Some announcements this year
·Microsoft unveiled a new development framework named XNA, which will be used across all future game platforms, including the next generation Xbox, PCs and mobile devices. The company claims that XNA will allow developers to combat rising production costs and increasing hardware complexity.
·According to rumour the next-generation Xbox will actually be unveiled this summer, presumably at the X04 press event. The rumours follow comments from Peter Moore, suggesting that "It's too early in the cycle of Xbox to be talking about its successor" – when questioned as to whether the new Xbox machine will be shown at this year’s E3.
·Nokia’s Kirsi Kotilainen hinted at a major redesign of the N-Gage, details of which are expected to be announced a major press conference for 14th April in London. Kotilainen indicated that the next iteration of the hardware would have its speaker and earpiece mounted on the face of the device and that users would no longer have to unplug the battery to install new game cartridges. No surprises there then.
There’s That ‘I’ Word Again!
Many of the themes covered in the General Interest Keynote, “Encouraging Innovation in Game Development - ‘What is innovation?’”, given by Andrew House of Sony Computer Entertainment America, will be familiar to readers of the Myth of Innovation thread on Gamedevelopers.ie.
·Why do we seek new experiences, the latest software, the newest gadgets?
·Why should game playing be any different?
·Should game developers care about innovation?
His conclusion? As game development costs rise, taking a risk with the design of your game becomes an increasingly difficult decision to make. By reproducing the gameplay of a previously-successful title, so common wisdom goes, you can maximize the chances that your title will also be a success. But new and exciting experiences are what keep game players interested. Creating something unique is absolutely fundamental if you are to truly maximize your possibility for success.
And the Winner Is…
Warren Spector of Ion Storm announced Bioware's Star Wars: Knights of the Old Republic as Game of the Year at the Fourth Annual Game Developers Choice Awards. As expected, both Prince of Persia and Call of Duty also did well.
On the same night and at the same venue Mind Control Software won the Independent Games Festival’s (IGF) Web/Downloadable award for its rapid turn-based strategy game, Oasis. The team at Mind Control included Mark LeBlanc and Sean Barrett, both of whom worked previously at Looking Glass Studios. Mistaril – based in Dublin’s Digital Hub - was one of the ten shortlisted developers in the same category.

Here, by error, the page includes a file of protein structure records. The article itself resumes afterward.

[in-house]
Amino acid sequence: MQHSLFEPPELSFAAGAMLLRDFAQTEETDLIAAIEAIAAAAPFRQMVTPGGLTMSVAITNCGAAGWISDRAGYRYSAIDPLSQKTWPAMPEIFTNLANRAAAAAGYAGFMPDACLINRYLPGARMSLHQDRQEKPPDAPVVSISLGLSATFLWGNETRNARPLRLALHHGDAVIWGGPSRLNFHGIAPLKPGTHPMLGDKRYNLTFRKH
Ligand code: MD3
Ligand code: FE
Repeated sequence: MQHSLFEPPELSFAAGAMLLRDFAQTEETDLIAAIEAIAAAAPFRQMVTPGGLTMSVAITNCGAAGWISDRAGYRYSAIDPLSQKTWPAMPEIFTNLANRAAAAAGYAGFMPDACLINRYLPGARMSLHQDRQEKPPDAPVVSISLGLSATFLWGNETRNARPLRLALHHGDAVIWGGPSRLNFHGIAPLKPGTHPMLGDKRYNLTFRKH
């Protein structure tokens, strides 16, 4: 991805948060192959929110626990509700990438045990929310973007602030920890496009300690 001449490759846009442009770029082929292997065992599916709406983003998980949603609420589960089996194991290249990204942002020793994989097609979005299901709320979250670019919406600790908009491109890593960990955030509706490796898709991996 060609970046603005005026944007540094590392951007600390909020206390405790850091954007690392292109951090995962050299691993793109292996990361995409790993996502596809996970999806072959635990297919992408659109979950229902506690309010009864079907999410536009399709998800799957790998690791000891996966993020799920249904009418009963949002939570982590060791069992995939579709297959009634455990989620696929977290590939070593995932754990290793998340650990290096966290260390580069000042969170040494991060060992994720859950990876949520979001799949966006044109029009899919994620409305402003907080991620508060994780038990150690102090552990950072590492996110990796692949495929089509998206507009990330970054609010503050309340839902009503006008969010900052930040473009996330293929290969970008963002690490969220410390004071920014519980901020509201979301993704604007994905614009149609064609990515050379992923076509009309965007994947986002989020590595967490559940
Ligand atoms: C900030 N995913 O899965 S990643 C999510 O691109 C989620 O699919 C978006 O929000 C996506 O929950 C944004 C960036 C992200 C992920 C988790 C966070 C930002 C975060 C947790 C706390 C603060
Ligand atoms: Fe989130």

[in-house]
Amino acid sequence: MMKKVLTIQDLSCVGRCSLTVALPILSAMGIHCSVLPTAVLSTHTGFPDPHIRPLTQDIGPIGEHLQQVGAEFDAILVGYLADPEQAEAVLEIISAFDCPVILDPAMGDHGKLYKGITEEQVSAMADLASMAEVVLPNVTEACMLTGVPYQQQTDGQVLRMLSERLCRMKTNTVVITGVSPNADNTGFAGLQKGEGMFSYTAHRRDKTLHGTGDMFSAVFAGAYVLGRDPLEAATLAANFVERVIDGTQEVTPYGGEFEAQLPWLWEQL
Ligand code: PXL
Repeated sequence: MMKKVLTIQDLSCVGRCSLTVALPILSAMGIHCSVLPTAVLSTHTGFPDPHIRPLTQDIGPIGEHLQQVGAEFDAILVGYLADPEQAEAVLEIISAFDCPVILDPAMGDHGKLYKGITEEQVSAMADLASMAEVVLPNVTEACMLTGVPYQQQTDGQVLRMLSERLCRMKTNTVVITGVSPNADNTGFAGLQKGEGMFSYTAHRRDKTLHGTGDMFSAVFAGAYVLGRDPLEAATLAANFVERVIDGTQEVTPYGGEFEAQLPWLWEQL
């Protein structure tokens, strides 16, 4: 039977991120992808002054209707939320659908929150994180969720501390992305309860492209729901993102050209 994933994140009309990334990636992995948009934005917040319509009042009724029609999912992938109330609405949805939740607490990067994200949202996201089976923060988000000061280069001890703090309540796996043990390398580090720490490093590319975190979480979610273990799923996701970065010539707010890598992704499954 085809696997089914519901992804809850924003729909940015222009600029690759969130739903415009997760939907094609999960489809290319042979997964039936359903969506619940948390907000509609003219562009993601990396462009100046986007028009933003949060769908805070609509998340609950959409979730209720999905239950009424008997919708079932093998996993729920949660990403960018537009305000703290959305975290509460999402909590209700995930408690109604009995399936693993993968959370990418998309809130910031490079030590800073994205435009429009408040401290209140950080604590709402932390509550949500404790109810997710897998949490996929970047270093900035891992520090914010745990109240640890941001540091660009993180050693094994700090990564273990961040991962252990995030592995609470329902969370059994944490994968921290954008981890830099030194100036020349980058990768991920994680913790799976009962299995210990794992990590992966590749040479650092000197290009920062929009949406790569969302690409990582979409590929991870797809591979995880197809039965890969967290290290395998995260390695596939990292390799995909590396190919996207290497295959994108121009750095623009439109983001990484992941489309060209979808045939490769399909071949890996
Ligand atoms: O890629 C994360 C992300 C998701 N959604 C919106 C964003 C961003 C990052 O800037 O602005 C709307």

As many predicted, the team from S2 Games Grand Prize won the IGF Open award for its game Savage: The Battle For Newerth.
The Irish Are Coming
And, of course, as many Gamedevelopers.ie regulars will no doubt know, this year’s GDC saw the greatest concentration of Irish attendees to date.
You know them by now..DemonWare
DemonWare had the whole team over for the launch of version 1.0 of their multiplayer networking code, BitDemon. Havok announced its forthcoming support for Sony's PSP console, and used it’s stand to showcase the many clients for it’s game dynamics middleware. Steve Collins, Havok’s CTO, also gave a talk on the AMD stand. Nephin Games was over for GDC Mobile, and both Kapooki and Upstart Games attended Games Connection.
But the most ubiquitous Irish developer at GDC this year had to be Torc Interactive. Not only were Demonware using Torc’s Instinct engine to showcase their netcode, but both Havok and AMD also used a playable demo provided by the Donegal developers. Many ‘ooh’s and ‘aah’s could be heard at the AMD stand in particular…
Torc Demo on AMD stand
So that’s it for another year. While many thought this GDC was quieter than previous years, the organisers have announced that the annual event will be held in San Francisco from next year, citing a lack of hotel space as the reason for the move of location. Hopefully GDC next year will see more Irish developers in a position to showcase their wares.
Tony Kelly is Senior Producer in Intel’s IT Innovation Centre, chair of the IGDA Ireland committee and more importantly, gd.ie Person of the Year for 2004.
Torc Interactive -www.torcinteractive.com
Demonware – www.demonware.net
Kapooki – www.kapookigames.com
Upstart Games – www.upstartgames.com
Mistaril - www.mistaril.com/
Microsoft XNA - xna/www.microsoft.com/xna/
NGage 2? - article2/0,2053,1553861,00.aspwww.1up.com/article2/0,2053,1553861,00.asp
Main GDC site – www.gdconf.com
Gamasutra’s GDC diaries - gdc2004/www.gamasutra.com/gdc2004/